[T]he problem is a fundamental disagreement about what current and future warfare entails. It is a disagreement over how to design military forces to achieve desired strategic and political outcomes within resource constraints and trade-offs. It is a disagreement over the theory of warfare…
“VOA will present the policies of the United States clearly and effectively, and will also present responsible discussion and opinion on these policies.” — VOA Charter
DoD’s leaders recently identified autonomy and artificial intelligence technologies as the core elements of what they believe our new overmatch will be….But before the Third Offset flies too far, we need to ask the critical question: whether we are soaring in the right direction.
Americans should not equate a commander-in-chief’s decision not to use the military with the military’s lack of readiness or its ineffectiveness. Rather, this is the intended outcome of the framework of the Constitution, whereby elected civilians, and those serving under them, exercise control over where the military will be used.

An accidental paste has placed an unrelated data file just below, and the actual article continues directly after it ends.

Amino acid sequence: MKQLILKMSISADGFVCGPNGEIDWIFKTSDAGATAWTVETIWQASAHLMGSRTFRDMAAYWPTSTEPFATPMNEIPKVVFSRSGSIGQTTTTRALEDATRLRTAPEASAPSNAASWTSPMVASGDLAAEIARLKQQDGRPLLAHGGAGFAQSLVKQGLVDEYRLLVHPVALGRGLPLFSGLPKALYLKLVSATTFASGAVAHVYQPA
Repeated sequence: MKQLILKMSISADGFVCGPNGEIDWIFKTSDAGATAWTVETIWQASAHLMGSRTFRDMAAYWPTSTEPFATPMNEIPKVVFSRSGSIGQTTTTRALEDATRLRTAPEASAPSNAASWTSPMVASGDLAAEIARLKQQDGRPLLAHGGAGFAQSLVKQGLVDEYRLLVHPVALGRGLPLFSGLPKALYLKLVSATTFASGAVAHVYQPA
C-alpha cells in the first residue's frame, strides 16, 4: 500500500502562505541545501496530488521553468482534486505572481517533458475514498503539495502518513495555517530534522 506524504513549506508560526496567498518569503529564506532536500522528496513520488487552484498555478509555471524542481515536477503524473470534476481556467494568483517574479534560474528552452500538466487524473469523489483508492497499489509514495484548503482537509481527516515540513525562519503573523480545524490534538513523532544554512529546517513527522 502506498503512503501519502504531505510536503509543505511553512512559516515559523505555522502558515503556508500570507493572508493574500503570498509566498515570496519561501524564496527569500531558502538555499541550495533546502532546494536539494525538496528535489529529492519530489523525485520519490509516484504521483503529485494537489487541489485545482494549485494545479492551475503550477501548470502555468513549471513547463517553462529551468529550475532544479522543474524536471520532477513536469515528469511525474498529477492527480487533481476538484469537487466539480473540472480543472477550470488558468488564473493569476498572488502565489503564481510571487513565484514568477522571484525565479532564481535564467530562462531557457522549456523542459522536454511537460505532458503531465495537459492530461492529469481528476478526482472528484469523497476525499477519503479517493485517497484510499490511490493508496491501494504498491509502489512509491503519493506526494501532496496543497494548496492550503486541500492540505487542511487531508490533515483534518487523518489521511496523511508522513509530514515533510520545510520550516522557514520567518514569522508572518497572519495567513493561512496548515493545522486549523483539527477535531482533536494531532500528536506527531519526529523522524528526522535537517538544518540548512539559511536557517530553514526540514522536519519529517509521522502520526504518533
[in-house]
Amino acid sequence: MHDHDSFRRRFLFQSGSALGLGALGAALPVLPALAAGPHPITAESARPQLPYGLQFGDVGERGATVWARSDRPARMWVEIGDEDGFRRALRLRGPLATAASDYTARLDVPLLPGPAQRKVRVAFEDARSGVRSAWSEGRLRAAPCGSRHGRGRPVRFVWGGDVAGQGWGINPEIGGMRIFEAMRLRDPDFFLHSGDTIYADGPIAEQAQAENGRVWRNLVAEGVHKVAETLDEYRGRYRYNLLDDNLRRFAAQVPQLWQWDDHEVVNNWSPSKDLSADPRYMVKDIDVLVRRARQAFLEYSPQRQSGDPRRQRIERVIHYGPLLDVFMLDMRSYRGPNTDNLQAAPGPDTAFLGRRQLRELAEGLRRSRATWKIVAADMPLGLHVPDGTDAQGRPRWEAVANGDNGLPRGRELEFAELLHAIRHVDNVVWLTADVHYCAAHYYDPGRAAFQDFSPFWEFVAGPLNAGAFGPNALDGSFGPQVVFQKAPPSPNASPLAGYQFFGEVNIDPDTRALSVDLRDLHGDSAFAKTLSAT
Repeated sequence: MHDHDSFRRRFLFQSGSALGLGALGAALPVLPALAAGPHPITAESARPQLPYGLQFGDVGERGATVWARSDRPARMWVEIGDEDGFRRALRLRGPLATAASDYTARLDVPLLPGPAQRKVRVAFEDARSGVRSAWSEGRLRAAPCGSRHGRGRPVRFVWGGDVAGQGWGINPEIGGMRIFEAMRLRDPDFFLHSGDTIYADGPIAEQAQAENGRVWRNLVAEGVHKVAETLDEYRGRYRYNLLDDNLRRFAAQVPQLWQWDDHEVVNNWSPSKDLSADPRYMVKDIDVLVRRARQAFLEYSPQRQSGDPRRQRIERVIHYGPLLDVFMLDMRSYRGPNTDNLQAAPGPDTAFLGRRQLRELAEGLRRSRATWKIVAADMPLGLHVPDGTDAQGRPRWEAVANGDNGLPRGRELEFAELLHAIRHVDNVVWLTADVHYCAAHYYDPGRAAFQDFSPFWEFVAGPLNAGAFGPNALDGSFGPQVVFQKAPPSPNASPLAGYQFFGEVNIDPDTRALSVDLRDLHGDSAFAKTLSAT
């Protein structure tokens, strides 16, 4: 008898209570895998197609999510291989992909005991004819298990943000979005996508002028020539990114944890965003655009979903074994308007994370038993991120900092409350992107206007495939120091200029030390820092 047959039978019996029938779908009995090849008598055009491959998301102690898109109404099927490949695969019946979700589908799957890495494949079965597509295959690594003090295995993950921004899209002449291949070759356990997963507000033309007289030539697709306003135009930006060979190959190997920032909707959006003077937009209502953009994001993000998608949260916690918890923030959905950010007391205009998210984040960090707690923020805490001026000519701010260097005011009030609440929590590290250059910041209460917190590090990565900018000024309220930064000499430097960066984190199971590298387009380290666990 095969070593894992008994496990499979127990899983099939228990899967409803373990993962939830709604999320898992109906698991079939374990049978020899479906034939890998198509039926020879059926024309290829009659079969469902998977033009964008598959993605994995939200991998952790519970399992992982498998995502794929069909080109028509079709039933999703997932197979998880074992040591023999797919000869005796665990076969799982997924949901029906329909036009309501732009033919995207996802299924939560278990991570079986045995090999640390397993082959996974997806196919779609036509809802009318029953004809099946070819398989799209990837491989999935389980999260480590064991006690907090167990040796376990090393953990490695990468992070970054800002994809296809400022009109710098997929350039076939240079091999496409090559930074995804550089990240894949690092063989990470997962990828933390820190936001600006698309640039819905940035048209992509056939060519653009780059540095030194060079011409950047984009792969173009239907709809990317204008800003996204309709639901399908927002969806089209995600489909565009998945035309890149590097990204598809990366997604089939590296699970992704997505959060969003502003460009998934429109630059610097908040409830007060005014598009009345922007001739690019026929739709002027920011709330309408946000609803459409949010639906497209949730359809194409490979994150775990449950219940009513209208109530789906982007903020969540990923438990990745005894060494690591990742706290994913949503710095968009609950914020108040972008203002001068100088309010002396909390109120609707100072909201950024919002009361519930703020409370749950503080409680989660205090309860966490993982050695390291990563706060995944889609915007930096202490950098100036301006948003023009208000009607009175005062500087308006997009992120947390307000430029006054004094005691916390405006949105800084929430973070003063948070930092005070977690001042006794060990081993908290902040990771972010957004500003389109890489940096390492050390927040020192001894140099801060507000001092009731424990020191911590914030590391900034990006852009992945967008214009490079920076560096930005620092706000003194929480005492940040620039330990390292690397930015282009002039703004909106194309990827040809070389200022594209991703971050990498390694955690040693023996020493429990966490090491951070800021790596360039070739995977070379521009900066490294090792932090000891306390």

The Third Offset Strategy is about retaining America’s lead in military power in the face of potential challenges by Russia, China, North Korea and others. The strategy takes aim at enemy vulnerabilities and weak spots with plans to exploit them in wartime.
Most of those running for president say more must be done to defeat ISIS. And more usually equals more military might. In the United States, military service is a choice, not a requirement. While all men must register with the Selective Service System at age 18, there has not been a military draft in 42 years. But that has not stopped some from suggesting its return, for reasons ranging from raising the competency level of the military to improving the country’s social fabric. Many argue that compulsory service would make politicians think twice about going to war. Does the U.S. has the military it needs? And what are the needs of the military it has?
Global instability, coupled with the reduction in military capabilities of many of our allies, has emboldened potential adversaries and magnified the risk to U.S. interests around the world. The Army is meeting this challenge — to change itself and improve land power capabilities — through a strategy called Force 2025 and Beyond.